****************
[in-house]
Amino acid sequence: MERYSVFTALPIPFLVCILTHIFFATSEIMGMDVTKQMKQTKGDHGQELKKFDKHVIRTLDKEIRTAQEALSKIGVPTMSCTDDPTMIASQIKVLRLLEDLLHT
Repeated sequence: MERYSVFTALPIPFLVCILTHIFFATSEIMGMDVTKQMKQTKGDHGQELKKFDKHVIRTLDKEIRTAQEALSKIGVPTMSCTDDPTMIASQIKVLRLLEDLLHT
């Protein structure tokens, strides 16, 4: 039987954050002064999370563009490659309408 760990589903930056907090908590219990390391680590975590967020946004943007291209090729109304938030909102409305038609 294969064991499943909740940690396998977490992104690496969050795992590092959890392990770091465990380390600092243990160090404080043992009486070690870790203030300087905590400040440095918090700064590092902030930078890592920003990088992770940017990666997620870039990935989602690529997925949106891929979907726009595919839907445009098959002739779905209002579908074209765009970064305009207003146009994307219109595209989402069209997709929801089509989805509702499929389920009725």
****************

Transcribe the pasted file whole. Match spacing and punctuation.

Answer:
[in-house]
Amino acid sequence: MERYSVFTALPIPFLVCILTHIFFATSEIMGMDVTKQMKQTKGDHGQELKKFDKHVIRTLDKEIRTAQEALSKIGVPTMSCTDDPTMIASQIKVLRLLEDLLHT
Repeated sequence: MERYSVFTALPIPFLVCILTHIFFATSEIMGMDVTKQMKQTKGDHGQELKKFDKHVIRTLDKEIRTAQEALSKIGVPTMSCTDDPTMIASQIKVLRLLEDLLHT
């Protein structure tokens, strides 16, 4: 039987954050002064999370563009490659309408 760990589903930056907090908590219990390391680590975590967020946004943007291209090729109304938030909102409305038609 294969064991499943909740940690396998977490992104690496969050795992590092959890392990770091465990380390600092243990160090404080043992009486070690870790203030300087905590400040440095918090700064590092902030930078890592920003990088992770940017990666997620870039990935989602690529997925949106891929979907726009595919839907445009098959002739779905209002579908074209765009970064305009207003146009994307219109595209989402069209997709929801089509989805509702499929389920009725």